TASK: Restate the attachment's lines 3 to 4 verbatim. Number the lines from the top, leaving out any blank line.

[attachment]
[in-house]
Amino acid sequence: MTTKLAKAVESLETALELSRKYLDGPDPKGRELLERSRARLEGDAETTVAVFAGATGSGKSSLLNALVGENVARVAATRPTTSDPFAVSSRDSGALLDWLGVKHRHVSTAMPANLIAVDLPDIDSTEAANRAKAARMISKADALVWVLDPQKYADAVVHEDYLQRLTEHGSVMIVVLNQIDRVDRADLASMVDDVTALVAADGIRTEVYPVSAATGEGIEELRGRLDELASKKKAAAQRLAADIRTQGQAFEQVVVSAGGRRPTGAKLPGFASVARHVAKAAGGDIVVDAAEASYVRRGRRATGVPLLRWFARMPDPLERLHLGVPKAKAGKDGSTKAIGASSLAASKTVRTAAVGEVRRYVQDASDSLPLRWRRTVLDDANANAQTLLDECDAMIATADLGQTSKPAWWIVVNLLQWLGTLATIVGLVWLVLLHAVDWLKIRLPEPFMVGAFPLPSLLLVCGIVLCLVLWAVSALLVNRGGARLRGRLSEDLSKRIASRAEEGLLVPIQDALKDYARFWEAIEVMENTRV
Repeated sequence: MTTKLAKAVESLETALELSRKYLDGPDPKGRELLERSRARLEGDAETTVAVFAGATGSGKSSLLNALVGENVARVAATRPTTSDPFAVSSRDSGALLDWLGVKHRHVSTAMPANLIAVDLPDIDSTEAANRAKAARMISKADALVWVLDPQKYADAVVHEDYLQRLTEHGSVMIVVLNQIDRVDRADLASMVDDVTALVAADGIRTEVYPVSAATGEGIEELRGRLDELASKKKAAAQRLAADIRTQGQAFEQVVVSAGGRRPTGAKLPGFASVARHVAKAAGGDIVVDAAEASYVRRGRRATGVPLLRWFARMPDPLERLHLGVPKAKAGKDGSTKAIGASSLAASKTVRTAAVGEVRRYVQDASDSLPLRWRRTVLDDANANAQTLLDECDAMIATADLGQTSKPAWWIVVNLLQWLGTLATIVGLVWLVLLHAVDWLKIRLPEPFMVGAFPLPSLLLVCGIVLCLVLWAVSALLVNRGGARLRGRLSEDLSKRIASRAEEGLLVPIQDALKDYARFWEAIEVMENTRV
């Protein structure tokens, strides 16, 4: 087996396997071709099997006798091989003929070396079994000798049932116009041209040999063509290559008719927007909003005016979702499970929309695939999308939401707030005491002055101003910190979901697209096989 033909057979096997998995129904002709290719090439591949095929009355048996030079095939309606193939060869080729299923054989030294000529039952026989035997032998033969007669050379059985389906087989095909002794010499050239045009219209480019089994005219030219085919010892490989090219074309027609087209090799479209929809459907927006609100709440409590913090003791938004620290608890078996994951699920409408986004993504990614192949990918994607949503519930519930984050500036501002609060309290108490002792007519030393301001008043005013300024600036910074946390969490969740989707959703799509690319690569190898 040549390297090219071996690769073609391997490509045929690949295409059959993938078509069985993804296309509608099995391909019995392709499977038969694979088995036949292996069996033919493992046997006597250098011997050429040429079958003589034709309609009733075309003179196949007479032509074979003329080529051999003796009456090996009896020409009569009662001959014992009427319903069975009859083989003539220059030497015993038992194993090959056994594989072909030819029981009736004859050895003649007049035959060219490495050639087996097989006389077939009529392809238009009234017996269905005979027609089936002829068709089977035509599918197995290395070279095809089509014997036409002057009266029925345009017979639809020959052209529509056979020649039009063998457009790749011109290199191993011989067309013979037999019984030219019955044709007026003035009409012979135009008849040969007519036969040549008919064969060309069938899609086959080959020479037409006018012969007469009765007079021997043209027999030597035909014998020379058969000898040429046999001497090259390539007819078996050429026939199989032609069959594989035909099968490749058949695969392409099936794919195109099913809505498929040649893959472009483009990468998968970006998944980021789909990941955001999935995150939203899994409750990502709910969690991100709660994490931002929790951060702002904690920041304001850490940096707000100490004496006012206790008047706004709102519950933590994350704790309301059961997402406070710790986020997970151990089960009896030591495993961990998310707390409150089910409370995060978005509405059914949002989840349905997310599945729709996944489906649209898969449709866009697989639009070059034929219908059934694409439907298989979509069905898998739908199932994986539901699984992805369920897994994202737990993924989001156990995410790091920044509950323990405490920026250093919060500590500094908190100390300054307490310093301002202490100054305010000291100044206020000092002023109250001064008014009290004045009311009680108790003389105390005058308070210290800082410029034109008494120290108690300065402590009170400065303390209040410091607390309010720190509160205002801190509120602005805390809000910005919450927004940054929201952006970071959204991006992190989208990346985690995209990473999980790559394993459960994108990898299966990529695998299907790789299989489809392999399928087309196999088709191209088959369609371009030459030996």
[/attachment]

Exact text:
Repeated sequence: MTTKLAKAVESLETALELSRKYLDGPDPKGRELLERSRARLEGDAETTVAVFAGATGSGKSSLLNALVGENVARVAATRPTTSDPFAVSSRDSGALLDWLGVKHRHVSTAMPANLIAVDLPDIDSTEAANRAKAARMISKADALVWVLDPQKYADAVVHEDYLQRLTEHGSVMIVVLNQIDRVDRADLASMVDDVTALVAADGIRTEVYPVSAATGEGIEELRGRLDELASKKKAAAQRLAADIRTQGQAFEQVVVSAGGRRPTGAKLPGFASVARHVAKAAGGDIVVDAAEASYVRRGRRATGVPLLRWFARMPDPLERLHLGVPKAKAGKDGSTKAIGASSLAASKTVRTAAVGEVRRYVQDASDSLPLRWRRTVLDDANANAQTLLDECDAMIATADLGQTSKPAWWIVVNLLQWLGTLATIVGLVWLVLLHAVDWLKIRLPEPFMVGAFPLPSLLLVCGIVLCLVLWAVSALLVNRGGARLRGRLSEDLSKRIASRAEEGLLVPIQDALKDYARFWEAIEVMENTRV
């Protein structure tokens, strides 16, 4: 087996396997071709099997006798091989003929070396079994000798049932116009041209040999063509290559008719927007909003005016979702499970929309695939999308939401707030005491002055101003910190979901697209096989 033909057979096997998995129904002709290719090439591949095929009355048996030079095939309606193939060869080729299923054989030294000529039952026989035997032998033969007669050379059985389906087989095909002794010499050239045009219209480019089994005219030219085919010892490989090219074309027609087209090799479209929809459907927006609100709440409590913090003791938004620290608890078996994951699920409408986004993504990614192949990918994607949503519930519930984050500036501002609060309290108490002792007519030393301001008043005013300024600036910074946390969490969740989707959703799509690319690569190898 040549390297090219071996690769073609391997490509045929690949295409059959993938078509069985993804296309509608099995391909019995392709499977038969694979088995036949292996069996033919493992046997006597250098011997050429040429079958003589034709309609009733075309003179196949007479032509074979003329080529051999003796009456090996009896020409009569009662001959014992009427319903069975009859083989003539220059030497015993038992194993090959056994594989072909030819029981009736004859050895003649007049035959060219490495050639087996097989006389077939009529392809238009009234017996269905005979027609089936002829068709089977035509599918197995290395070279095809089509014997036409002057009266029925345009017979639809020959052209529509056979020649039009063998457009790749011109290199191993011989067309013979037999019984030219019955044709007026003035009409012979135009008849040969007519036969040549008919064969060309069938899609086959080959020479037409006018012969007469009765007079021997043209027999030597035909014998020379058969000898040429046999001497090259390539007819078996050429026939199989032609069959594989035909099968490749058949695969392409099936794919195109099913809505498929040649893959472009483009990468998968970006998944980021789909990941955001999935995150939203899994409750990502709910969690991100709660994490931002929790951060702002904690920041304001850490940096707000100490004496006012206790008047706004709102519950933590994350704790309301059961997402406070710790986020997970151990089960009896030591495993961990998310707390409150089910409370995060978005509405059914949002989840349905997310599945729709996944489906649209898969449709866009697989639009070059034929219908059934694409439907298989979509069905898998739908199932994986539901699984992805369920897994994202737990993924989001156990995410790091920044509950323990405490920026250093919060500590500094908190100390300054307490310093301002202490100054305010000291100044206020000092002023109250001064008014009290004045009311009680108790003389105390005058308070210290800082410029034109008494120290108690300065402590009170400065303390209040410091607390309010720190509160205002801190509120602005805390809000910005919450927004940054929201952006970071959204991006992190989208990346985690995209990473999980790559394993459960994108990898299966990529695998299907790789299989489809392999399928087309196999088709191209088959369609371009030459030996």